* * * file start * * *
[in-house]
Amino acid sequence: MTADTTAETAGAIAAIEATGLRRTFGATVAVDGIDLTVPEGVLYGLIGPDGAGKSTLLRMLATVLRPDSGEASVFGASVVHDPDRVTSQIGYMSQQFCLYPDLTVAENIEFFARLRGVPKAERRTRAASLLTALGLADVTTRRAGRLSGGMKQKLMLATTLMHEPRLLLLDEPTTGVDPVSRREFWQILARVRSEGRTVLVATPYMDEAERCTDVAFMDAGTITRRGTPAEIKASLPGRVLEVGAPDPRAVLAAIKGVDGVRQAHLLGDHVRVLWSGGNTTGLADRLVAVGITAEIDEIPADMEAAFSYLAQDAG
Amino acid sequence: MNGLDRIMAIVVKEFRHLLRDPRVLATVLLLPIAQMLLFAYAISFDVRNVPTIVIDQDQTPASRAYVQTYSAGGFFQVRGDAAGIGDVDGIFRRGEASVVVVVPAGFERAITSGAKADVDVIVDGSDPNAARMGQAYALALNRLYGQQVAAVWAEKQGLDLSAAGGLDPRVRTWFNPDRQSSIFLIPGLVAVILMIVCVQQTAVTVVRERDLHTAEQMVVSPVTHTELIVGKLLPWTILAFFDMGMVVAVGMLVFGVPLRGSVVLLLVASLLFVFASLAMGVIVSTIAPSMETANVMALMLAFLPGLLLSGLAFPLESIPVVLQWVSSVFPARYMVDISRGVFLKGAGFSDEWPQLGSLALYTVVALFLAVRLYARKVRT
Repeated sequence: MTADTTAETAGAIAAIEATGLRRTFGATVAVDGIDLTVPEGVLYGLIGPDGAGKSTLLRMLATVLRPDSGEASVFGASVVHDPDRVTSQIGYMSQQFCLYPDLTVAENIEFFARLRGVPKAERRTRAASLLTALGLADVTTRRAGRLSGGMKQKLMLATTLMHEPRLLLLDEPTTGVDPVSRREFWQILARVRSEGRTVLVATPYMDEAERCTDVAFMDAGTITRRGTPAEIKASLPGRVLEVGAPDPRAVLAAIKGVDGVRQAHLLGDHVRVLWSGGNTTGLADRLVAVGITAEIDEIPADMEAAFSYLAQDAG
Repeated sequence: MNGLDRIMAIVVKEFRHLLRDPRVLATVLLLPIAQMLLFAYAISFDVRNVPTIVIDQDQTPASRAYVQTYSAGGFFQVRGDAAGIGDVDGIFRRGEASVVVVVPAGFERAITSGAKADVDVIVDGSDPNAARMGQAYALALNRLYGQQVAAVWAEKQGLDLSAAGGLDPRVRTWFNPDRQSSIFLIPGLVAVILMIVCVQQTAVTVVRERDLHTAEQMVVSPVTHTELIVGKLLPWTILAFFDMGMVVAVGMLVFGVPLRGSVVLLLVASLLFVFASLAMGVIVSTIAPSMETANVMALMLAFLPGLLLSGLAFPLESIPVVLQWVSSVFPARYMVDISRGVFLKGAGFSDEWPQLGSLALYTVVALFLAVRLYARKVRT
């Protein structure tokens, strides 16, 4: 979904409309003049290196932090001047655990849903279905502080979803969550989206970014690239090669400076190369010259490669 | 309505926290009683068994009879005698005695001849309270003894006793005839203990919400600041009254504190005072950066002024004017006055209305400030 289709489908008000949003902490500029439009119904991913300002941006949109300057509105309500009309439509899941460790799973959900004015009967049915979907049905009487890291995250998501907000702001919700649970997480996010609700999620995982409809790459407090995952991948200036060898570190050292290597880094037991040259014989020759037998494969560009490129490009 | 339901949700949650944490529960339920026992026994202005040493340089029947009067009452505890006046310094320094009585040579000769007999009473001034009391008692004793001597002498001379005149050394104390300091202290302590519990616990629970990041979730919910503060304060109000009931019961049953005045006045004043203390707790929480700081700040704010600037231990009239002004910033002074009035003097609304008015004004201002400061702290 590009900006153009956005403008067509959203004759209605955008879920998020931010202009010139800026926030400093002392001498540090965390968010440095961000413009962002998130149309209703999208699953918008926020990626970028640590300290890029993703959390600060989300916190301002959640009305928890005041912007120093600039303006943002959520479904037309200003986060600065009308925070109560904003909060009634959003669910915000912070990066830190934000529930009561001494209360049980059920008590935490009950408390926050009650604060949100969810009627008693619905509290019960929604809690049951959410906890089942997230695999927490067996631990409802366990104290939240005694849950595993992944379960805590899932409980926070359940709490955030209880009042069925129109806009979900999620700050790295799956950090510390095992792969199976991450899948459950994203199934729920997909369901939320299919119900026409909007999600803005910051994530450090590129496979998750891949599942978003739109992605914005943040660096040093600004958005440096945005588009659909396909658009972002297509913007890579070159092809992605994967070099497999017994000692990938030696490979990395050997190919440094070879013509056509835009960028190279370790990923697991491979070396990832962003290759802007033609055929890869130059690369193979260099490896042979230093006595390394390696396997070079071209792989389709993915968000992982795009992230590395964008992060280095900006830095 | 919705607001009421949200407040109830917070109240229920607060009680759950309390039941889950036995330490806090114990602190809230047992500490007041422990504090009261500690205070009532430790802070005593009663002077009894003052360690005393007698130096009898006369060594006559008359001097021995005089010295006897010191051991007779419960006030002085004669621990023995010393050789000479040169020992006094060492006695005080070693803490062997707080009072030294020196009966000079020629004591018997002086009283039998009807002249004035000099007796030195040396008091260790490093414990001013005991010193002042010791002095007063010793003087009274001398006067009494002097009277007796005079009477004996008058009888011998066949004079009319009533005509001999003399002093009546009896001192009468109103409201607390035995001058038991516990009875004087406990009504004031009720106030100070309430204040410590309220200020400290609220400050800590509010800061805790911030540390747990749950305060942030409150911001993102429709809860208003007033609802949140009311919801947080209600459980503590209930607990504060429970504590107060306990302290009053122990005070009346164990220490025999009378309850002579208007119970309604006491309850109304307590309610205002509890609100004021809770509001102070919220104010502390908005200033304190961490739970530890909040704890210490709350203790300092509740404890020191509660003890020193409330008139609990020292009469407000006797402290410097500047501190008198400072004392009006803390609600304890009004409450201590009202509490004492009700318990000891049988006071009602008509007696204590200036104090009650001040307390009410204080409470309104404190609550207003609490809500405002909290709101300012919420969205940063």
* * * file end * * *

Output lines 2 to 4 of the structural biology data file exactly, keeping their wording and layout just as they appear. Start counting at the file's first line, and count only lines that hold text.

Amino acid sequence: MTADTTAETAGAIAAIEATGLRRTFGATVAVDGIDLTVPEGVLYGLIGPDGAGKSTLLRMLATVLRPDSGEASVFGASVVHDPDRVTSQIGYMSQQFCLYPDLTVAENIEFFARLRGVPKAERRTRAASLLTALGLADVTTRRAGRLSGGMKQKLMLATTLMHEPRLLLLDEPTTGVDPVSRREFWQILARVRSEGRTVLVATPYMDEAERCTDVAFMDAGTITRRGTPAEIKASLPGRVLEVGAPDPRAVLAAIKGVDGVRQAHLLGDHVRVLWSGGNTTGLADRLVAVGITAEIDEIPADMEAAFSYLAQDAG
Amino acid sequence: MNGLDRIMAIVVKEFRHLLRDPRVLATVLLLPIAQMLLFAYAISFDVRNVPTIVIDQDQTPASRAYVQTYSAGGFFQVRGDAAGIGDVDGIFRRGEASVVVVVPAGFERAITSGAKADVDVIVDGSDPNAARMGQAYALALNRLYGQQVAAVWAEKQGLDLSAAGGLDPRVRTWFNPDRQSSIFLIPGLVAVILMIVCVQQTAVTVVRERDLHTAEQMVVSPVTHTELIVGKLLPWTILAFFDMGMVVAVGMLVFGVPLRGSVVLLLVASLLFVFASLAMGVIVSTIAPSMETANVMALMLAFLPGLLLSGLAFPLESIPVVLQWVSSVFPARYMVDISRGVFLKGAGFSDEWPQLGSLALYTVVALFLAVRLYARKVRT
Repeated sequence: MTADTTAETAGAIAAIEATGLRRTFGATVAVDGIDLTVPEGVLYGLIGPDGAGKSTLLRMLATVLRPDSGEASVFGASVVHDPDRVTSQIGYMSQQFCLYPDLTVAENIEFFARLRGVPKAERRTRAASLLTALGLADVTTRRAGRLSGGMKQKLMLATTLMHEPRLLLLDEPTTGVDPVSRREFWQILARVRSEGRTVLVATPYMDEAERCTDVAFMDAGTITRRGTPAEIKASLPGRVLEVGAPDPRAVLAAIKGVDGVRQAHLLGDHVRVLWSGGNTTGLADRLVAVGITAEIDEIPADMEAAFSYLAQDAG